And a survey of 6,221 Britons showed more than one third are now less likely to purchase processed meats; 25% said they didn’t buy processed meat anyway.
Only 5% said they would buy less meat.
The contamination issue is likely to continue in the news, with the UK’s Food Standards Agency (FSA) not expecting to publish detailed results of analysis for horse and pig DNA until April, and ongoing testing of deep frozen meat ingredients and processed foods.
In early test results for 2,501 beef products sold in UK supermarkets and the foodservice sector, 29 samples tested positive for horsemeat at levels of 1% or above, with 950 tests still in progress.
Testing was carried out on both raw ingredients and final manufactured products.
Where products tested positive for horse DNA, they were also tested for the veterinary drug phenylbutazone (bute), but all of those tests were negative, the FSA said.
Last Friday, the EU’s Standing Committee of the Food Chain and Animal Health approved the plan to immediately DNA test beef products and check in abattoirs for the presence of bute, for one to two months.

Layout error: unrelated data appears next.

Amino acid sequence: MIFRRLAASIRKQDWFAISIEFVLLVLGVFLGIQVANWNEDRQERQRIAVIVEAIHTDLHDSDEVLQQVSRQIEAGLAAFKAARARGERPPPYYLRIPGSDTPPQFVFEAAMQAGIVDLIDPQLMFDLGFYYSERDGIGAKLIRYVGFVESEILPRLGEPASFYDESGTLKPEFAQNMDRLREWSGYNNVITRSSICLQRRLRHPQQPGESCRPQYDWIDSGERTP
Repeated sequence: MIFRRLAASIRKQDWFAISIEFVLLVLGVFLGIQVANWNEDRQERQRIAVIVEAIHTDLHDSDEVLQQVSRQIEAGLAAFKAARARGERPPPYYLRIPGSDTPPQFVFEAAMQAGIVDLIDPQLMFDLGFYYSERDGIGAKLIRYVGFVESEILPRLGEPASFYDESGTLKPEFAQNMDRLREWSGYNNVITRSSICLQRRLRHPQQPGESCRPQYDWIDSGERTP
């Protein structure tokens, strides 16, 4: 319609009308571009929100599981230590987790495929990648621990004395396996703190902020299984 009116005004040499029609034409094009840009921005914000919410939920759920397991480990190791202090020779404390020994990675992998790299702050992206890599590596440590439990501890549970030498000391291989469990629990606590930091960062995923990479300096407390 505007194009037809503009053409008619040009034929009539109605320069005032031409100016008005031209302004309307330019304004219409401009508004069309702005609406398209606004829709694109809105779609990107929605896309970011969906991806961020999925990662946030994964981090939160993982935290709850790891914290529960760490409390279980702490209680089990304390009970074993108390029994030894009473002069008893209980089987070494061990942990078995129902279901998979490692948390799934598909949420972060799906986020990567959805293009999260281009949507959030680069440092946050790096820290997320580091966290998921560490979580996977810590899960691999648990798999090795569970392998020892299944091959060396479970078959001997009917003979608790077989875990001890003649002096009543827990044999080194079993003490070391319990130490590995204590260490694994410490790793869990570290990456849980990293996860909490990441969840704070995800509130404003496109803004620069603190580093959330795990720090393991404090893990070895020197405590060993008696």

Tests are being carried out mainly at the retail level, of 2,250 samples across the EU, ranging from 10 to 150 per member state. The EU will part finance the testing.
Meanwhile, UK Environment Secretary Owen Paterson says the EU decision last April to ban the UK’s use of desinewed meat is not linked to horsemeat contamination. DSM is produced using a low-pressure technique to remove meat from livestock bones. Some in the food industry claim the ban led food processors to search for cheaper sources of beef for low-priced British beef products.
*IFA president John Bryan has pointed to inadequate horse traceability facilitating serious mislabelling and fraudulent activity in secondary meat processing in Europe.
He said regulatory authorities across Europe must immediately ensure that controls of horse movement are robust.